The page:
Monday 10 April 2023

The Falklands, a bonus day and bonus Macaroni Penguin

When we arrived back from our Volunteer Point trip, we were advised that our holiday rep wanted to speak with us. Our flight home had been bumped back 24 hours. Apparently this is not uncommon with military flights to and from The Falklands. For us it meant and extra day to our trip, and a chance to book another trip. We'd still not caught up with Macaroni Penguin and there were a couple still in the Rockhopper colony at Kidney Cove, which is about 1.5 hours from Stanley. 

We booked a half day trip, to allow us time to visit the museum in Stanley when we got back.  

Rockhopper left / Macaroni right


A bonus was a Sei Whale blowing off shore from our vantage Point at the Rockhopper colony. The final two bird for the trip list were fittingly both penguins; 50. King Penguin and 51. Macaroni Penguin.  

It was a long journey home, around 26 hours door to door, but it was so worth it. The trip was so much.  better than I had envisaged. 

Falklands, Volunteer Point King Penguin colony

 I had been looking forward to visiting the King Penguin colony at Volunteer Point from the moment we arrived on The Falklands. Today was supposed to be the last day of our trip, and what a way to end it. It turned out we stayed and extra day and night. 

We had an early start to get to Volunteer Point. All credit to Falkland Wildlife Holidays who looked after us whilst there. They were aware that a cruise ship was due in and that meant the hoards would descend on Volunteer Point, but if we could get there early we would hopefully have some time on our own with the King Penguins. 

From Stanley it's a 2.5 hour drive to Volunteer Point, with 1.5 hours of that off road across very bumpy terrain. 

We were the first vehicle to arrive on site. We had to colony to ourselves. I am so glad we did it this way, as when the cruise passengers turned up 1.5 hours later, it would have been  a very different experience.  


We headed away from the colony to the nearby pristine white sand beach. There were still no other day trippers so again we had the whole place to ourselves. 

Watching me, watching you 

In the distance we could see a large convoy of vehicles heading out way, so we headed back to have one last look at the colony 

Falklands - Sea Lion Island, day 3 - Orcas!

We only had until about 3pm before we were due to fly back to Stanley. We decided to spend the time we had on the two main beaches closest to the lodge, enjoying the penguins and seeing what else we could find.   

To get to the north beach we had to walk through a mixed colony of Gentoo and Magellanic penguins. The Gentoos are particularly inquisitive and will come up and say hi.

Once at the beach we plotted up somewhere comfortable and just enjoyed our surroundings for a couple of hours. I managed really good views of a number of Snowy Sheathbill, a weird pigeon type looking seabird. There were hundreds of penguins, mostly Gentoo, on the beach, plus lots of Black Browed Albatross and Giant Petrels.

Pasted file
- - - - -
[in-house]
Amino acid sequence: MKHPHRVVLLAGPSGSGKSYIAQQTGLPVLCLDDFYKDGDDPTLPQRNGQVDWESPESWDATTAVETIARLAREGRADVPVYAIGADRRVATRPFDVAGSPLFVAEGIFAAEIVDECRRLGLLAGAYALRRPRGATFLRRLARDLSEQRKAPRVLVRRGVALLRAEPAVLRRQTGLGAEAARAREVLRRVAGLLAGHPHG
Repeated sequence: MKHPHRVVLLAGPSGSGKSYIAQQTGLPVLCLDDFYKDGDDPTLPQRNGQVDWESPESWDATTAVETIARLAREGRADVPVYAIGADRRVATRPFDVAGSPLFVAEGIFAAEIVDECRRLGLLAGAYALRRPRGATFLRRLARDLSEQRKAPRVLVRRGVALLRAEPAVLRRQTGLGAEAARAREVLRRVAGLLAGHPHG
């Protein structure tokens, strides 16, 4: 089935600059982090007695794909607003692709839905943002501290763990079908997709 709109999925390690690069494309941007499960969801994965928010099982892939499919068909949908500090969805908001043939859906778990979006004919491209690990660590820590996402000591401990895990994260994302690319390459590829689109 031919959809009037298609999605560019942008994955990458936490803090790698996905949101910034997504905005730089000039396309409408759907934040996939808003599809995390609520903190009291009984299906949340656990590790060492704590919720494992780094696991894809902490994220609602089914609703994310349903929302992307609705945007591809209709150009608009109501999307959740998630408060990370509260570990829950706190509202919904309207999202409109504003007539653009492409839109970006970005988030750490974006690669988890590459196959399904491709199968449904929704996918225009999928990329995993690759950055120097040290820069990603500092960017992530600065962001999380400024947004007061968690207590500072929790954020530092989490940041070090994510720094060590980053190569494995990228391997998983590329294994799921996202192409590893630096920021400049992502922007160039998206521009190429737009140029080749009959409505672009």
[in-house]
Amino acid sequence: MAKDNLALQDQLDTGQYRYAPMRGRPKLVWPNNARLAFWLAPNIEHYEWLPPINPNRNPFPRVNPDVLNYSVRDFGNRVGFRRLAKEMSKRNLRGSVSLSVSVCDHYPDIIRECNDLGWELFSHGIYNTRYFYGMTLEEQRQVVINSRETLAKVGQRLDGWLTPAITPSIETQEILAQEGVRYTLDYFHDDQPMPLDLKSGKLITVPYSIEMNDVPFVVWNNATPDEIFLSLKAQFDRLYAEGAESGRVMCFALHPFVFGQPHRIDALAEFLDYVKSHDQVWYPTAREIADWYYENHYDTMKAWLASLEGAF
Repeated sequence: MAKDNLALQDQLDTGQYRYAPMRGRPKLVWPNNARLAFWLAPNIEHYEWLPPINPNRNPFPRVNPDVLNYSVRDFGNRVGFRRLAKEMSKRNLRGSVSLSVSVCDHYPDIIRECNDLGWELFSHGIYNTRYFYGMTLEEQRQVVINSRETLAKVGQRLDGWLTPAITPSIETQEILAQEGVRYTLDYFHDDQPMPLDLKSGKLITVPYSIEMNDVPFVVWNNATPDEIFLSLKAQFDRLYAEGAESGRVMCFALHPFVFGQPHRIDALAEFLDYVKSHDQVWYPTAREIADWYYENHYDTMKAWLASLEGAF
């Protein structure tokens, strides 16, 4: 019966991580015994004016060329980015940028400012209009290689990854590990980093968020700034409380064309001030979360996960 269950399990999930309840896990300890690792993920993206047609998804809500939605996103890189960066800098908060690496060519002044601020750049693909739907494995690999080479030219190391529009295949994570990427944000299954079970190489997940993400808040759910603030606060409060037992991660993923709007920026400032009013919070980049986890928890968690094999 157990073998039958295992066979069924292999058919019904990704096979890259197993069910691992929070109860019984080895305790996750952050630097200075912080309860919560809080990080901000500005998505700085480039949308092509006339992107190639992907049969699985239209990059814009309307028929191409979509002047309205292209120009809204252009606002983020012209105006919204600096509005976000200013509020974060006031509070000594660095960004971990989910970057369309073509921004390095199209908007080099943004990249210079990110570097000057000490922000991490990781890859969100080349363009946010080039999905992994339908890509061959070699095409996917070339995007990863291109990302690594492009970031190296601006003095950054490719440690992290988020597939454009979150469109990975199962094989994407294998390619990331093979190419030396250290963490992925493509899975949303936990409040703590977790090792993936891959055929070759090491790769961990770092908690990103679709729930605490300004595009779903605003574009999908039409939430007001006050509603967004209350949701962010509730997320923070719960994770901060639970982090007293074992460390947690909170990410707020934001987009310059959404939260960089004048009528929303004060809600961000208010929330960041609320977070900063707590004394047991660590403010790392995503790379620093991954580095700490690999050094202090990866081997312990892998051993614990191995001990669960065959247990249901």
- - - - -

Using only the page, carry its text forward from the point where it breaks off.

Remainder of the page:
Snowy Sheathbill

Gentoos in the surf

Black Footed Albatross

We then gave south beach a go, said hi to the Elephant Seals again, and it was then we stumbled across a large skeleton on the beach. Initially we thought it was a cetacean and said we'd take some fellow guests to the beach to show them after lunch.    

It was actually an Elephant Seal skeleton, minus the skull

Back at the lodge, we were informed that Lars, a Danish guest, had seen an Orca distantly off south beach this morning. Damn! We'd already planned to go back to look at the skeleton so the plan was to plot up in the dunes with a great view of the sea and keep out fingers crossed. Julia sat up in the dunes and I went to show the skeleton. I left the other guests looking at it and headed back to Julia. As soon as I got back Julia says that she thinks she's seen a large fin distantly. We keep scanning and boom!

Initially there were distant 

Two orcas initially distantly (1/2 mile) off shore. Over the next 20-30 minutes they steadily appeared to be getting closer to the shore, and as they got closer more fins appeared, there were 5 of them. They cruised just off shore, around 50 metres out providing superb views for the next hour.   


We we having so much fun that time had ran away with us and we had to make a hasty retreat back to the lodge as our plane was due in 30 minutes to take us back to Stanley. Our short stop over on Sea Lion Island had been truly magical. A must be anyone visiting The Falklands. 

Birds added to the trip list on Sea Lion Island were: 45. Snowy Sheathbill; 46. Magellanic Snipe;       47. Sooty Shearwater; 48. South American Tern and 49. Brown Hooded Gull  

Tuesday 4 April 2023

Falklands, Sea Lion Island - day 2

Mickey, our host and a keen birder, took us out in a 4x4 for an orientation tour of the far of the island, so we could decide where we wanted to visit with the remainder of our time on the island.  On our morning travels we added Magellanic Snipe, Brown Hooded Gull, Sooty Shearwater and South American Tern, before a visit to a Rockhopper colony.

Magellanic Snipe

We also stopped off to see some Sea Lions which involved leaning over the edge of a cliff which isn't my cup of tea, so a quick look and back to the lodge for lunch. 

In the afternoon it was back out to the main beaches by the lodge, getting up close and personal with the Elephant Seals, the penguins, and a couple of other birds, thrown in for good measure.  

Black Chinned Siskin - common around the lodge

Dolphin Gull - very smart



Giant Southern Petrel

South American Tern - always distant

Black Throated Finch - seen mainly scuttling around on the ground